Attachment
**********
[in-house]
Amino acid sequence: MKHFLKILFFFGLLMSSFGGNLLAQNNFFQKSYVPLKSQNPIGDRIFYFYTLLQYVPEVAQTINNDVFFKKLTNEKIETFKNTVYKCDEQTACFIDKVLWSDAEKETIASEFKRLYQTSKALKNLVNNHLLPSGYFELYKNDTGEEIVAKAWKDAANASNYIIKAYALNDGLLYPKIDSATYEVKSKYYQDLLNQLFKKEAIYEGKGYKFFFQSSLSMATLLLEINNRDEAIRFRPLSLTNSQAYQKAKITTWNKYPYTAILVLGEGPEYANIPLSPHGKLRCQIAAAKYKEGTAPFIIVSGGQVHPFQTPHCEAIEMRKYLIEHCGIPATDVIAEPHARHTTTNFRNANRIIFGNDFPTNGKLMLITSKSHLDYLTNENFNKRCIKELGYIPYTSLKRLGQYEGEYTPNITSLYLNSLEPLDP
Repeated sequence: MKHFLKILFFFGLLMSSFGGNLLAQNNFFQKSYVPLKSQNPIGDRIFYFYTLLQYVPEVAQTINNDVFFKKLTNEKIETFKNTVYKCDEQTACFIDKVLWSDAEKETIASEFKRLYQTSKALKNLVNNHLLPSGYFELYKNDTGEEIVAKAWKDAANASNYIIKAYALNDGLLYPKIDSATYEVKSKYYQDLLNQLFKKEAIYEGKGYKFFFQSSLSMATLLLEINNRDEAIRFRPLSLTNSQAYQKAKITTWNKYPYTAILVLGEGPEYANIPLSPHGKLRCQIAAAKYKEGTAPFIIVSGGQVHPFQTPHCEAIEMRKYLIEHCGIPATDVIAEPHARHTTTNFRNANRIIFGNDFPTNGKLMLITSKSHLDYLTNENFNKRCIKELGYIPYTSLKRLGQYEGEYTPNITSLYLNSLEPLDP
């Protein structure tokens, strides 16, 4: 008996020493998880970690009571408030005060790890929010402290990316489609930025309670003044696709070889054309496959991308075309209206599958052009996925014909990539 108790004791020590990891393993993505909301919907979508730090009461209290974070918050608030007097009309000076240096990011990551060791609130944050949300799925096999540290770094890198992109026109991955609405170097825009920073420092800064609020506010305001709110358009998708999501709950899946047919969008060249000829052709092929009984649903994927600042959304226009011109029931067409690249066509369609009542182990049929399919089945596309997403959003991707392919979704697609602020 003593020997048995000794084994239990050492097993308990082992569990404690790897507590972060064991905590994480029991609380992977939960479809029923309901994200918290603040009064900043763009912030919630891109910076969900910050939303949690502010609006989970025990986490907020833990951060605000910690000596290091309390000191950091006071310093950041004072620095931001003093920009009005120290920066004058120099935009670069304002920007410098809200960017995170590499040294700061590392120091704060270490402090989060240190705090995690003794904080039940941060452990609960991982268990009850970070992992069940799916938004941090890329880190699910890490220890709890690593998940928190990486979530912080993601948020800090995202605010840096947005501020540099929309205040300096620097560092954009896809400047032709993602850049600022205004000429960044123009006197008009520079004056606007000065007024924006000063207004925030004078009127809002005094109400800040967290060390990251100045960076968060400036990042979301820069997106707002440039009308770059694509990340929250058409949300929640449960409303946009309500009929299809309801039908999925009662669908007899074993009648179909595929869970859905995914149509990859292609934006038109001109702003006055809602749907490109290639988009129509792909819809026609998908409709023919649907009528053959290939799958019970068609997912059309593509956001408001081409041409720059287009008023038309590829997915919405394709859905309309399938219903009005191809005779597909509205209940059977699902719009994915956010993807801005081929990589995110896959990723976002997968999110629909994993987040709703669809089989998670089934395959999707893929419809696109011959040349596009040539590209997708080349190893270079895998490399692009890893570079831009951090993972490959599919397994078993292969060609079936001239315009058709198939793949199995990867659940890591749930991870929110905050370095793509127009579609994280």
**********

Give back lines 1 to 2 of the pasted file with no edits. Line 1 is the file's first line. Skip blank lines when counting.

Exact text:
[in-house]
Amino acid sequence: MKHFLKILFFFGLLMSSFGGNLLAQNNFFQKSYVPLKSQNPIGDRIFYFYTLLQYVPEVAQTINNDVFFKKLTNEKIETFKNTVYKCDEQTACFIDKVLWSDAEKETIASEFKRLYQTSKALKNLVNNHLLPSGYFELYKNDTGEEIVAKAWKDAANASNYIIKAYALNDGLLYPKIDSATYEVKSKYYQDLLNQLFKKEAIYEGKGYKFFFQSSLSMATLLLEINNRDEAIRFRPLSLTNSQAYQKAKITTWNKYPYTAILVLGEGPEYANIPLSPHGKLRCQIAAAKYKEGTAPFIIVSGGQVHPFQTPHCEAIEMRKYLIEHCGIPATDVIAEPHARHTTTNFRNANRIIFGNDFPTNGKLMLITSKSHLDYLTNENFNKRCIKELGYIPYTSLKRLGQYEGEYTPNITSLYLNSLEPLDP